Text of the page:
We all have a responsibility to ensure that people and their rights are protected also in situations other than inter-state wars.
They must be protected from genocide and the consequences of asymmetrical, privatized violence as well.
A political commitment to comprehensive prevention must further strengthen the United Nations' monopoly of the use of force as well as the institutions of international law.
Within the United Nations we need to muster the strength to launch overdue institutional reforms.
My Government fully supports the proposals made by the Secretary-General.
We must agree how to ensure in future an even better allocation of competences, capacities and scarce resources.
I also share the view of the Secretary-General that the legitimacy of the Security Council depends on how far it is representative of all nations and regions.
The Council must be reformed and enlarged - to include also representatives of the developing countries.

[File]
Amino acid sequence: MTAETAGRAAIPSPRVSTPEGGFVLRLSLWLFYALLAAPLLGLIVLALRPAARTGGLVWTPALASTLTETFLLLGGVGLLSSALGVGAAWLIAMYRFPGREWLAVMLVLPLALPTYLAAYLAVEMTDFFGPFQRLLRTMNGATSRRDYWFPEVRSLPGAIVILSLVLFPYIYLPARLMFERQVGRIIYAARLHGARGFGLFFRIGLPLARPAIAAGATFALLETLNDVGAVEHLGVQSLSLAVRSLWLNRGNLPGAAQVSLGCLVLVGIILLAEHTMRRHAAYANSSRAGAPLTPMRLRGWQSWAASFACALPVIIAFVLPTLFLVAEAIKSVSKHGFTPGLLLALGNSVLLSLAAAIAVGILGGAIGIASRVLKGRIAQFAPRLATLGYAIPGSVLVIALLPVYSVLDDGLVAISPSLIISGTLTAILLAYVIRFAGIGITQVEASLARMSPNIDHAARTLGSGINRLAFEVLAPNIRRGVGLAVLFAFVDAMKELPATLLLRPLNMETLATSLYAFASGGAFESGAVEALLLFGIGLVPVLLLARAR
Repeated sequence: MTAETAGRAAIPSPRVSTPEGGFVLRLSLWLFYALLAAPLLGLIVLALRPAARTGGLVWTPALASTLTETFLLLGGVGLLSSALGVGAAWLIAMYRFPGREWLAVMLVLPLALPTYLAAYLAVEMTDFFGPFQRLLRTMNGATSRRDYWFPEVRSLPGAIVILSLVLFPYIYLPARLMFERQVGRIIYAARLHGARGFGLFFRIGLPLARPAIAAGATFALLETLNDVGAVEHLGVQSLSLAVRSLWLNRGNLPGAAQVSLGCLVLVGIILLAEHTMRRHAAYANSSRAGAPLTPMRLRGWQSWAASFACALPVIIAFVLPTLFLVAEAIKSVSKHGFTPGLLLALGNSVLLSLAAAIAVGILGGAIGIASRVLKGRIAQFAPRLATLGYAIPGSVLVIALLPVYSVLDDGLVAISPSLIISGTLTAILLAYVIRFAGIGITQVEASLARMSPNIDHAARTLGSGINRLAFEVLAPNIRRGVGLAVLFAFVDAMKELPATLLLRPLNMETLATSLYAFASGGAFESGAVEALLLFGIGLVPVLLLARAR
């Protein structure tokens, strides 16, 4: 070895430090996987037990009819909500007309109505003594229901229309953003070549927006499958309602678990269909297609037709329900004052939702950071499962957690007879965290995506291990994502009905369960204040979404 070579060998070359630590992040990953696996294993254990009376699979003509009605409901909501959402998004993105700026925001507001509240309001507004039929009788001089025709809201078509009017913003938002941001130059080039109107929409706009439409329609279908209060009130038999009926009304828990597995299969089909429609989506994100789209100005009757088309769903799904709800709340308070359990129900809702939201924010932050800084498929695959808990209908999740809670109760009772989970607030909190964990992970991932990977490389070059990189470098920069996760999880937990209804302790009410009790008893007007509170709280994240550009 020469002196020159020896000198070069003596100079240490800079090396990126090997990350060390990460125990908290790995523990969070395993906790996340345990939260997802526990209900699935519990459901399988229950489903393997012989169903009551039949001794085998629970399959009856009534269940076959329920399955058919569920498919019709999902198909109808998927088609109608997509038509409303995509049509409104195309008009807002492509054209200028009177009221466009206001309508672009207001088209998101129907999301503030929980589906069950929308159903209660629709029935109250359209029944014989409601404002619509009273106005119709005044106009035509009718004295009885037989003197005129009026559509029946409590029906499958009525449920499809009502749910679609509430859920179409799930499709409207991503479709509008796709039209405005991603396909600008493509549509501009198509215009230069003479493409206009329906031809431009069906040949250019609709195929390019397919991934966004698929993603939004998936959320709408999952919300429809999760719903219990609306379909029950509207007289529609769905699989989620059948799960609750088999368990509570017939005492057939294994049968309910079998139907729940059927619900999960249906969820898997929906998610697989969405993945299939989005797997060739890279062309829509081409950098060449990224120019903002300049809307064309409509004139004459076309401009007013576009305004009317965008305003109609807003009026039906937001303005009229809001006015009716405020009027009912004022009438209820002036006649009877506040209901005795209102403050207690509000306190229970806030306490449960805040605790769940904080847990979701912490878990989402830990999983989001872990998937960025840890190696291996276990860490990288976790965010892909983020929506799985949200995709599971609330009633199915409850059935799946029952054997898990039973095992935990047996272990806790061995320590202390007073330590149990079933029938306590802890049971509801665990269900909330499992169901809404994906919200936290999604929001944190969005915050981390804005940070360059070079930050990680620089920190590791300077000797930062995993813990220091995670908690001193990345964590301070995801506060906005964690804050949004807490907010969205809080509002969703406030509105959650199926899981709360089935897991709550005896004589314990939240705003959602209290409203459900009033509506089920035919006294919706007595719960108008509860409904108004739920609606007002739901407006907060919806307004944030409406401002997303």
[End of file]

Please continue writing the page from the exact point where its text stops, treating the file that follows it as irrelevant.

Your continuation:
For Germany let me reiterate that in the context of such a reform we are ready to assume greater responsibility.
The world of the 21st century offers us, its inhabitants, ample scope to change it either for better or for worse.
Given the immense opportunities and the formidable dangers ahead, we have no choice but to strive for international partnership and to expand and strengthen multilateralism.
We will be able to make our world more secure only if we also make it more equitable.
It was for that purpose, after all, that the international community created the United Nations: that is its mandate.
Let us join together to make the United Nations stronger still, so that it can fulfil its mandate to maintain international peace and security and build a more equitable world.